Spaceport Cornwall: People in Space – Melissa Thorpe12th May 2020
The stereotype that space is not for women was destroyed 50 years ago by the first female astronaut. Since then, few can argue women’s role in the space industry. The UK has its fair share of women operating in prominent positions within the sector. Melissa Thorpe from the Cornwall Spaceport project dedicated her life to space eight years ago.
First Steps at Cornwall
Melissa Thorpe moved to England from Canada in 2010, leaving her job at the Bureau of Land Management behind. With an economics degree from the University of Vancouver and the London School of Economics and Politics, she has been advising clients on business development issues at the Cornwall Development Company for one and a half years.
Interest in aviation and space, great communication skills, and a thorough understanding of business processes have pushed Melissa to work in the aerospace industry. For over eight years now, she has been part of Aerohub Cornwall Airport Newquay. Since 2018, she has been Head of Engagement on the Spaceport Cornwall project.
Thorpe’s job involves:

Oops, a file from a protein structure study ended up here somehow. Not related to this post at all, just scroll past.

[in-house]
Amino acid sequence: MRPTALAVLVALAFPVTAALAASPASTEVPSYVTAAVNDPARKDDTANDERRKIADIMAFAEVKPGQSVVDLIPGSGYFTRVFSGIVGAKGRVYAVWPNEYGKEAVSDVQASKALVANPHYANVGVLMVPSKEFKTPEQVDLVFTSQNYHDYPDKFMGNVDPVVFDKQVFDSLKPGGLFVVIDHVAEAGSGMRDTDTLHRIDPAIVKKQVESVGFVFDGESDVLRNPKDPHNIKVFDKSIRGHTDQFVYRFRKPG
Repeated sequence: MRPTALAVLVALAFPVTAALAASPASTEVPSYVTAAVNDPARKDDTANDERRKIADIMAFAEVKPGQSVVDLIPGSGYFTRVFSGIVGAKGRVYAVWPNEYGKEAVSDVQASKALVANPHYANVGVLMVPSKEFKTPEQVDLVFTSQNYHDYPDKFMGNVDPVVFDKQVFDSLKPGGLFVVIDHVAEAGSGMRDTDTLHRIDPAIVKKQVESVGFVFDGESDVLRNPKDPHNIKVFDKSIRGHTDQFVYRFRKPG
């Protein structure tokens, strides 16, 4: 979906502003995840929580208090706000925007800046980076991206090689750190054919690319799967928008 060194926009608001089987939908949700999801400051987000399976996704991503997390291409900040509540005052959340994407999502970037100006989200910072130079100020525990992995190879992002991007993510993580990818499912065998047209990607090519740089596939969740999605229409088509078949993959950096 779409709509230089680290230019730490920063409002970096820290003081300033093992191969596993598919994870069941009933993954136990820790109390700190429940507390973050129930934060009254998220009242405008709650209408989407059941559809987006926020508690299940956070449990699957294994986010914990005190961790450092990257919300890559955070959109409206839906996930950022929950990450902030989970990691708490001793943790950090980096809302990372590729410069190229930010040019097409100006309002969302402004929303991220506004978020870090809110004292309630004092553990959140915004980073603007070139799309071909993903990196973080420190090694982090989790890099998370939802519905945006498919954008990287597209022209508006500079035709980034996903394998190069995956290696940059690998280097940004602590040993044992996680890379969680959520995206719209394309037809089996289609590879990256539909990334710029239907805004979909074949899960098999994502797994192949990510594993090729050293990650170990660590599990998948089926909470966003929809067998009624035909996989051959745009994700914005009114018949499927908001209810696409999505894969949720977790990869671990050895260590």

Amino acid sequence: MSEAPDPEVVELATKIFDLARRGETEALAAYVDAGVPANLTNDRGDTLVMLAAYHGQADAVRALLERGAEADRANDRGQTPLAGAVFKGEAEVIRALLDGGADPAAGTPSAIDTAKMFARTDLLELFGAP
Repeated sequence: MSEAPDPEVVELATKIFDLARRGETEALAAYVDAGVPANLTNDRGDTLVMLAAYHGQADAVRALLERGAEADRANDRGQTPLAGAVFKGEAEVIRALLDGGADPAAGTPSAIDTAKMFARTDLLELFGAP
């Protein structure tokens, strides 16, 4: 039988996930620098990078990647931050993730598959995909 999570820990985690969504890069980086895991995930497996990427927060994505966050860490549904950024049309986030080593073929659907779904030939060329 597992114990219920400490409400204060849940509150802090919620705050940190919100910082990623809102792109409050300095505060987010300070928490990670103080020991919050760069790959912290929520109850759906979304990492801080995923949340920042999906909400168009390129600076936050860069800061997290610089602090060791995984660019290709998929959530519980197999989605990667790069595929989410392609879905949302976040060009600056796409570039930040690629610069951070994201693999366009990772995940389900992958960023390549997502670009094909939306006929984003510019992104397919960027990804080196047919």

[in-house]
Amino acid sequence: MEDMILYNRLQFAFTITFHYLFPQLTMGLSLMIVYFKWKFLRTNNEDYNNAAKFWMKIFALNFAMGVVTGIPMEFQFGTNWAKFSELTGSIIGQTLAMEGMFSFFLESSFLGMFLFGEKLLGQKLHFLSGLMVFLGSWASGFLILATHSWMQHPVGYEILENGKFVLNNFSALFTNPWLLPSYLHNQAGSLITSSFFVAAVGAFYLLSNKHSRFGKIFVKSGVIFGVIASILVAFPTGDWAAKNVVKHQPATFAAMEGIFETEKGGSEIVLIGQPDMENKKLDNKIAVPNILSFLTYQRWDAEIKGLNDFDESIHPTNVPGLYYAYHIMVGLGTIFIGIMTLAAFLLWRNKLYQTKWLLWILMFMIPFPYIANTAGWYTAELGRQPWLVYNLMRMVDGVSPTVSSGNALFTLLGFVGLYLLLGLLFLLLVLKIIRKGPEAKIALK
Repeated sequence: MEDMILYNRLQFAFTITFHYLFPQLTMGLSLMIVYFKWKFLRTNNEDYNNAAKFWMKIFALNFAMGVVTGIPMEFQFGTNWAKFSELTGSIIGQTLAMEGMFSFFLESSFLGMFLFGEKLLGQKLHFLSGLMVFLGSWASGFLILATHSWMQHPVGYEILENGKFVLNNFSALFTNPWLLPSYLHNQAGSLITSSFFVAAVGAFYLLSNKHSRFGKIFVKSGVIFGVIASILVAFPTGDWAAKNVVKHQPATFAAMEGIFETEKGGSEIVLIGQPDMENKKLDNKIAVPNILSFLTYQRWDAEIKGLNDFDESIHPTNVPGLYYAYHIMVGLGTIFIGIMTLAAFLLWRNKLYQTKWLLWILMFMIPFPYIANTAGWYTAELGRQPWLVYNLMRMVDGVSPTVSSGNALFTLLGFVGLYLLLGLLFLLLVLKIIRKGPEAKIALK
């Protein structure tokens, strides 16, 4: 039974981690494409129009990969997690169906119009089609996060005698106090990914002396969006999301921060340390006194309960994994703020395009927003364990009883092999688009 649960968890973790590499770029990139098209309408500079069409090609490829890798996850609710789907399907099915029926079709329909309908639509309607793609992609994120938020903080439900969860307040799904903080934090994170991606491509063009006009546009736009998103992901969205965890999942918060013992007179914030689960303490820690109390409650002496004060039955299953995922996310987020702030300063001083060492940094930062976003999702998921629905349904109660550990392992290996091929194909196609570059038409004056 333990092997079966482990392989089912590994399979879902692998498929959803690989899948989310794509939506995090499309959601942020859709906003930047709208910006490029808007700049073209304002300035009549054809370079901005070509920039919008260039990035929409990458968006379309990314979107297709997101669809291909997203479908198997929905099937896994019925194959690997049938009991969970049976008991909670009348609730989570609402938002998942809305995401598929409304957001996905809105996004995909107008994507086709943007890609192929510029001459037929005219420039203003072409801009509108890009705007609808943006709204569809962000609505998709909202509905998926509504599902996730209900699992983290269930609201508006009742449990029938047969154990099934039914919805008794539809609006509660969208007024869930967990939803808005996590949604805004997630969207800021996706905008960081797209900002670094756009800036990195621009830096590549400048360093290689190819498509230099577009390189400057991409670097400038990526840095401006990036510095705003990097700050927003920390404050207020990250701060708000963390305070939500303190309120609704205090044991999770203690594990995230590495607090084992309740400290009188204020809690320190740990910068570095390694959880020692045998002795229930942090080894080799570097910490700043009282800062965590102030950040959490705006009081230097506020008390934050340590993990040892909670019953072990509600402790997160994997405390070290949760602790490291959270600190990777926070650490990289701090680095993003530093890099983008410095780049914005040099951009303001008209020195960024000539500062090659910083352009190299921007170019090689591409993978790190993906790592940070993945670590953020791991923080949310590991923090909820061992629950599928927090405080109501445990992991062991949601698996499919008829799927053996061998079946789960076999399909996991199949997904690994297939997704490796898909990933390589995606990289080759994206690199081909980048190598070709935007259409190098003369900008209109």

- Attracting domestic investment
- Managing marketing strategies
- Monitoring industry trends
- Maintaining Public Relations
- Organizing events with Cornwall’s partners on other aerospace projects
- Interacting with clients
Melissa Thorpe – latest spaceport news
Melissa is the primary source of information about the future UK spaceport. Project progress is of high interest not only to the British but also to all other countries in Europe since this continent does not have a single satellite launch site — despite producing quite a lot of satellites. The USA is also curious about this project since NASA believes its location is quite favorable; and they are interested in launching their own research satellites from Spaceport Cornwall.
Melissa Thorpe regularly informs the public about commercial space projects and Spaceport Cornwall’s progress. She also promotes business proposals in the space industry and actively interacts with British and foreign companies.
Despite active Spaceport Cornwall development, it is not yet clear whether this facility will become the first spaceport in the UK and Europe. The competition for launch is quite high. In total, the UK plans to commission at least five launch sites in the next two years; however, almost all of them will deal with vertical launches. Spaceport Cornwall will carry out horizontal launches. Light launch vehicles carrying satellites will lift off into orbit from the wing of a specially equipped aircraft at an altitude of 30 thousand feet. This type of launch is not only more cost effective but is also less harmful to the environment. That is why Melissa Thorpe believes Spaceport Cornwall’s prospects to be bright.